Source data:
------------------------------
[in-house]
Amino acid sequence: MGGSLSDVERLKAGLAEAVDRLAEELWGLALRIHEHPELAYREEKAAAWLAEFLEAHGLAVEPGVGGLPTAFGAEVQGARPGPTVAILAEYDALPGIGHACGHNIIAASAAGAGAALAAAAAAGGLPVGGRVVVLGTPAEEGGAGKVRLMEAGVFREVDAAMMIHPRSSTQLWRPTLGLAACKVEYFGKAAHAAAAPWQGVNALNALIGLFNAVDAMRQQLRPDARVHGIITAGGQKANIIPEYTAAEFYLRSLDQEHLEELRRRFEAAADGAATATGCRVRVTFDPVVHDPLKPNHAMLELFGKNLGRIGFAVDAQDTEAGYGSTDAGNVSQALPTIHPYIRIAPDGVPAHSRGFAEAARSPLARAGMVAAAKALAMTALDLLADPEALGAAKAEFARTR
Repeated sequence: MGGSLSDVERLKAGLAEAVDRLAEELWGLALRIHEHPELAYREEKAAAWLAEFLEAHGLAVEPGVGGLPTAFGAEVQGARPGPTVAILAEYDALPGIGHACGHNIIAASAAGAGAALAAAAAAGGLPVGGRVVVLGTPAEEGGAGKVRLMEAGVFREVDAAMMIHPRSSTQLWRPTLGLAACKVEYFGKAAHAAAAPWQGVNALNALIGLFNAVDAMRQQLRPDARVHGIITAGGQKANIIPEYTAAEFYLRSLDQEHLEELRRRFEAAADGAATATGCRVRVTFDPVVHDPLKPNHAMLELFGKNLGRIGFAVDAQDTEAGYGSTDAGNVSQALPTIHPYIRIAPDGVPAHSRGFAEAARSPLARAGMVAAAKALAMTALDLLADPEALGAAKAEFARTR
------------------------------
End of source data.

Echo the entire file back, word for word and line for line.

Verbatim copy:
[in-house]
Amino acid sequence: MGGSLSDVERLKAGLAEAVDRLAEELWGLALRIHEHPELAYREEKAAAWLAEFLEAHGLAVEPGVGGLPTAFGAEVQGARPGPTVAILAEYDALPGIGHACGHNIIAASAAGAGAALAAAAAAGGLPVGGRVVVLGTPAEEGGAGKVRLMEAGVFREVDAAMMIHPRSSTQLWRPTLGLAACKVEYFGKAAHAAAAPWQGVNALNALIGLFNAVDAMRQQLRPDARVHGIITAGGQKANIIPEYTAAEFYLRSLDQEHLEELRRRFEAAADGAATATGCRVRVTFDPVVHDPLKPNHAMLELFGKNLGRIGFAVDAQDTEAGYGSTDAGNVSQALPTIHPYIRIAPDGVPAHSRGFAEAARSPLARAGMVAAAKALAMTALDLLADPEALGAAKAEFARTR
Repeated sequence: MGGSLSDVERLKAGLAEAVDRLAEELWGLALRIHEHPELAYREEKAAAWLAEFLEAHGLAVEPGVGGLPTAFGAEVQGARPGPTVAILAEYDALPGIGHACGHNIIAASAAGAGAALAAAAAAGGLPVGGRVVVLGTPAEEGGAGKVRLMEAGVFREVDAAMMIHPRSSTQLWRPTLGLAACKVEYFGKAAHAAAAPWQGVNALNALIGLFNAVDAMRQQLRPDARVHGIITAGGQKANIIPEYTAAEFYLRSLDQEHLEELRRRFEAAADGAATATGCRVRVTFDPVVHDPLKPNHAMLELFGKNLGRIGFAVDAQDTEAGYGSTDAGNVSQALPTIHPYIRIAPDGVPAHSRGFAEAARSPLARAGMVAAAKALAMTALDLLADPEALGAAKAEFARTR